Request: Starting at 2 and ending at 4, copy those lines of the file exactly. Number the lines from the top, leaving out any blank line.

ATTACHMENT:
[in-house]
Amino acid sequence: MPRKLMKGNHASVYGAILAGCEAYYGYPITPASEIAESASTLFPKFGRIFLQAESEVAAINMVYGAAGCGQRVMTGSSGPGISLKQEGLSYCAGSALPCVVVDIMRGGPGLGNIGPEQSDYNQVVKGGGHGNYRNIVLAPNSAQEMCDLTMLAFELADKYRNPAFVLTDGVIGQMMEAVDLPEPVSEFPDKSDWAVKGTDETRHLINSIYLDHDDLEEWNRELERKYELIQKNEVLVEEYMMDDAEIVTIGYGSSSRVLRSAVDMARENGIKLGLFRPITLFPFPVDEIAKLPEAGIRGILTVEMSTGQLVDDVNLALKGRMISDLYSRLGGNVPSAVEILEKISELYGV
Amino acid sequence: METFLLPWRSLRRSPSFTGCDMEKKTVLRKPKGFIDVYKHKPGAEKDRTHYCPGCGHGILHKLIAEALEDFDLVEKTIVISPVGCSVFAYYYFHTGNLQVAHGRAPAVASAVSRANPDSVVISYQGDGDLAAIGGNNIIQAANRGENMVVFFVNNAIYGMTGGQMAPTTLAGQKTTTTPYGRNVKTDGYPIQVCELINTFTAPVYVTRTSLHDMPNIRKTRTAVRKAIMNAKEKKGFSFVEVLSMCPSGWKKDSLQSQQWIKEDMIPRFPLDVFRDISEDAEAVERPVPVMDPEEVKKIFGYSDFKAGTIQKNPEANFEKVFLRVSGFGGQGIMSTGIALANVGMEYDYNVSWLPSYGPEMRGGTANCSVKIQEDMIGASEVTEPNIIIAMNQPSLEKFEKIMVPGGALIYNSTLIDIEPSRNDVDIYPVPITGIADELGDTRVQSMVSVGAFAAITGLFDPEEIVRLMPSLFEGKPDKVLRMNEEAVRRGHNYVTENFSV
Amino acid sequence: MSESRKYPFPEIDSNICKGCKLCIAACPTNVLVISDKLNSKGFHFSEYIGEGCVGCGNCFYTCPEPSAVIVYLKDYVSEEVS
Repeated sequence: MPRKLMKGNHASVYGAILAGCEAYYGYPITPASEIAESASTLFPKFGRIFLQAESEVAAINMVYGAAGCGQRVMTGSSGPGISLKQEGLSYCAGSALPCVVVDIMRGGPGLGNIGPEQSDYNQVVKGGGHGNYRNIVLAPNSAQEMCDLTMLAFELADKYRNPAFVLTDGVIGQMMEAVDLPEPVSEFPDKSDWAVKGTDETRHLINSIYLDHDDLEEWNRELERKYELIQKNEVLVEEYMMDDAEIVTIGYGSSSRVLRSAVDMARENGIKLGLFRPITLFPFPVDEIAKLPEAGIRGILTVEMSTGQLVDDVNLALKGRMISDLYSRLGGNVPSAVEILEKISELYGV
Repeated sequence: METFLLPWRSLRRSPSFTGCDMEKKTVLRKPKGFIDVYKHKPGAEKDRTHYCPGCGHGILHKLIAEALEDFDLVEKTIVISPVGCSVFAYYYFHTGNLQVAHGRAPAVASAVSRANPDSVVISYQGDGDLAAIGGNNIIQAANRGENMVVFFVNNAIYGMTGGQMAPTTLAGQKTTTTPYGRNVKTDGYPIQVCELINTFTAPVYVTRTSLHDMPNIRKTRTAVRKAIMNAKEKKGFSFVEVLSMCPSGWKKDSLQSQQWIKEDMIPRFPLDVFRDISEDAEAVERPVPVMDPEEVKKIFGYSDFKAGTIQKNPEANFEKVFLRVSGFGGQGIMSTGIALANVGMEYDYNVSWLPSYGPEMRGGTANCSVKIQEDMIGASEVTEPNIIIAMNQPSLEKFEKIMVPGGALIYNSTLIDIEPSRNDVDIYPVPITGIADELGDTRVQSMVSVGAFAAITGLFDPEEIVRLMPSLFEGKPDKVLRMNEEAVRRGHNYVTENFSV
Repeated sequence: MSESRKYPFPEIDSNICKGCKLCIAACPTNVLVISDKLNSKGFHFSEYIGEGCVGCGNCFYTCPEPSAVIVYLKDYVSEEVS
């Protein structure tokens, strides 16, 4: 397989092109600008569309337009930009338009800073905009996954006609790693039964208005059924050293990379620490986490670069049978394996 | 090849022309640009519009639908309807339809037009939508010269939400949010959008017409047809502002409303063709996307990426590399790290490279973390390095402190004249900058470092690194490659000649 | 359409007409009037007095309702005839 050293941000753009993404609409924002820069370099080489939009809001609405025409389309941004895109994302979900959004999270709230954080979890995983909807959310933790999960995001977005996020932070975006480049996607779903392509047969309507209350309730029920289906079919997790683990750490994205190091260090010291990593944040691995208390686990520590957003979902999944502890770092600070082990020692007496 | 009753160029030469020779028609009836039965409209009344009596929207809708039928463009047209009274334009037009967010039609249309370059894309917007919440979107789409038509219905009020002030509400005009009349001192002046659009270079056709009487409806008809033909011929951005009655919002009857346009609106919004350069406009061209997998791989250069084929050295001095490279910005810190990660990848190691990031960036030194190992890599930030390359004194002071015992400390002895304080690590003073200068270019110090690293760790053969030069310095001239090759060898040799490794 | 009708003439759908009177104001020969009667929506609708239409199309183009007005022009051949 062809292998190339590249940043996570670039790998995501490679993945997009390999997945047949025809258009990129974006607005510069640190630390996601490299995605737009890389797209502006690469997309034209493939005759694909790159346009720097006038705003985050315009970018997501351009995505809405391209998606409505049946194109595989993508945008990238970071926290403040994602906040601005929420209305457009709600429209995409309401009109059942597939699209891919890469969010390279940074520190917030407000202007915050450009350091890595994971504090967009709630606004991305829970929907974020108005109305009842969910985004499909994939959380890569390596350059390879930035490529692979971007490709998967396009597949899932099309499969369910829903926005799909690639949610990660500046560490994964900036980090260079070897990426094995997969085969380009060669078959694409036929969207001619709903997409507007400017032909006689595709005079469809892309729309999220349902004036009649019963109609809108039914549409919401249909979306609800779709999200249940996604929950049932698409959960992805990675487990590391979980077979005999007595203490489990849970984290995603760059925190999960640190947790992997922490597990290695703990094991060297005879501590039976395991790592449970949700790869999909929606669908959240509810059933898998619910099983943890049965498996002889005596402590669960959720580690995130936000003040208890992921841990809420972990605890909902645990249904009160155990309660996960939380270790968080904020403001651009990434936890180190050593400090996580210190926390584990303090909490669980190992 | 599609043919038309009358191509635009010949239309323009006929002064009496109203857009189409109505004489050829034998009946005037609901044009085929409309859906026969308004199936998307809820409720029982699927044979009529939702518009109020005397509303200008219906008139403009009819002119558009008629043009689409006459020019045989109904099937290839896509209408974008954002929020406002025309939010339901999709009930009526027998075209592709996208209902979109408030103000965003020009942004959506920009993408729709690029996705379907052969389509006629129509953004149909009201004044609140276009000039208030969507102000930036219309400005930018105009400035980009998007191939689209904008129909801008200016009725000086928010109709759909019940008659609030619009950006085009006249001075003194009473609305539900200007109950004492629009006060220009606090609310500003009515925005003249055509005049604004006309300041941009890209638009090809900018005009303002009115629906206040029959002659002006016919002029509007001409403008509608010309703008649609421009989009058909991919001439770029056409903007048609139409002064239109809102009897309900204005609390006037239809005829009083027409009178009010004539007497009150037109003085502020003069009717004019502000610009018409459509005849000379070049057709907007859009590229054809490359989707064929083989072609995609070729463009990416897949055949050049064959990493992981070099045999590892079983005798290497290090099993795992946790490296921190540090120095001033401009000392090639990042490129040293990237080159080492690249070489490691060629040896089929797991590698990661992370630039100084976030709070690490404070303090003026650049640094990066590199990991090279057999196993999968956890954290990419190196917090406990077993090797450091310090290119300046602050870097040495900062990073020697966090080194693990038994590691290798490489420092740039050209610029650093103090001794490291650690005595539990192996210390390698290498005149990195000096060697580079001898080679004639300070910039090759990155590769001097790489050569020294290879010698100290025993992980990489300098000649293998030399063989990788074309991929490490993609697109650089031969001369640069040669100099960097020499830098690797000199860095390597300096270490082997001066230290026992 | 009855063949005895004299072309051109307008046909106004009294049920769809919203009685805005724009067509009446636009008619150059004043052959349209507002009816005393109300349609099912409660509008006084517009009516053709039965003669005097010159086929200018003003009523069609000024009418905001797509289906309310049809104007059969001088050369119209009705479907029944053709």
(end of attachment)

Amino acid sequence: MPRKLMKGNHASVYGAILAGCEAYYGYPITPASEIAESASTLFPKFGRIFLQAESEVAAINMVYGAAGCGQRVMTGSSGPGISLKQEGLSYCAGSALPCVVVDIMRGGPGLGNIGPEQSDYNQVVKGGGHGNYRNIVLAPNSAQEMCDLTMLAFELADKYRNPAFVLTDGVIGQMMEAVDLPEPVSEFPDKSDWAVKGTDETRHLINSIYLDHDDLEEWNRELERKYELIQKNEVLVEEYMMDDAEIVTIGYGSSSRVLRSAVDMARENGIKLGLFRPITLFPFPVDEIAKLPEAGIRGILTVEMSTGQLVDDVNLALKGRMISDLYSRLGGNVPSAVEILEKISELYGV
Amino acid sequence: METFLLPWRSLRRSPSFTGCDMEKKTVLRKPKGFIDVYKHKPGAEKDRTHYCPGCGHGILHKLIAEALEDFDLVEKTIVISPVGCSVFAYYYFHTGNLQVAHGRAPAVASAVSRANPDSVVISYQGDGDLAAIGGNNIIQAANRGENMVVFFVNNAIYGMTGGQMAPTTLAGQKTTTTPYGRNVKTDGYPIQVCELINTFTAPVYVTRTSLHDMPNIRKTRTAVRKAIMNAKEKKGFSFVEVLSMCPSGWKKDSLQSQQWIKEDMIPRFPLDVFRDISEDAEAVERPVPVMDPEEVKKIFGYSDFKAGTIQKNPEANFEKVFLRVSGFGGQGIMSTGIALANVGMEYDYNVSWLPSYGPEMRGGTANCSVKIQEDMIGASEVTEPNIIIAMNQPSLEKFEKIMVPGGALIYNSTLIDIEPSRNDVDIYPVPITGIADELGDTRVQSMVSVGAFAAITGLFDPEEIVRLMPSLFEGKPDKVLRMNEEAVRRGHNYVTENFSV
Amino acid sequence: MSESRKYPFPEIDSNICKGCKLCIAACPTNVLVISDKLNSKGFHFSEYIGEGCVGCGNCFYTCPEPSAVIVYLKDYVSEEVS